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RE: IBC Special inspection for Slab-on-Grade supporting HVAC unit.

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A slab-on-grade is generally NOT a structural stab.  I typically refer to these slabs as "indoor paving", wearing surfaces that are almost entirely dependant on the subgrade for strength and stiffness.  Exceptions might arguably include stiffened slabs-on-grade designed to resist differential movement, and certain industrial slabs designed for specific wheel loads or other significant concentrated loads.
A slab-on-air is always a structural slab.
You might consider this simple rule-of-thumb:  If you design the slab to resist loads in shear and flexure, it is structural.  Otherwise, it is not.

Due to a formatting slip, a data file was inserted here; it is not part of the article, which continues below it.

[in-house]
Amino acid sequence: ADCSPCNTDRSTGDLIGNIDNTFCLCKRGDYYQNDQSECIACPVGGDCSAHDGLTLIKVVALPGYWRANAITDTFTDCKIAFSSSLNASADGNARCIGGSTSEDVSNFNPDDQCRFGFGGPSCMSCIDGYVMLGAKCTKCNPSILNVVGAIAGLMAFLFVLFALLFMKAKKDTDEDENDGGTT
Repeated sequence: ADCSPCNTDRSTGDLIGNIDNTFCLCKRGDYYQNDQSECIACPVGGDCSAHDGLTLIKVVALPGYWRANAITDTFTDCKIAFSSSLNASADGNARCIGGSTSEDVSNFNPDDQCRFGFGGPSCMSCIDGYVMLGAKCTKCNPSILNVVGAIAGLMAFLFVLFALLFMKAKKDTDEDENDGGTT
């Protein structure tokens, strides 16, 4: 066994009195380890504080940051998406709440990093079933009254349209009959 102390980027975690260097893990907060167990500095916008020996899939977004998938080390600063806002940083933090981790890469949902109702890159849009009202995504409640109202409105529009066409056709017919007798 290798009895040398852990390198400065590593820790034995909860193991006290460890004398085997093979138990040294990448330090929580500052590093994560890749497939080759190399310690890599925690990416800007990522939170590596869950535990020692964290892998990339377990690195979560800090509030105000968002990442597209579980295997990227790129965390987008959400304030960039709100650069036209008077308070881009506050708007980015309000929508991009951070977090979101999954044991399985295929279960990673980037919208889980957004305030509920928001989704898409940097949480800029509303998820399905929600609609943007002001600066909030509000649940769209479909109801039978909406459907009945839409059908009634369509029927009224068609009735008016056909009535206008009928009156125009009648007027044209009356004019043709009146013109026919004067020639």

Stan R. Caldwell, P.E.
Dallas, Texas
Protons have mass? I didn't even know they were Catholic!

From: Elias Hahn [mailto:ehahn(--nospam--at)]
Sent: Friday, May 27, 2005 2:59 PM
To: seaint(--nospam--at)
Subject: RE: IBC Special inspection for Slab-on-Grade supporting HVAC unit.

I tend to agree, but I can’t find anything to cite.  There are only four exceptions given in the IBC – Isolated spread footings (under 3 stories), Continuos footings (some requirements), “non-structural slabs supported directly on the ground…” and some foundation walls.


So, my follow-up question – what differentiates a structural slab and a non-structural slab?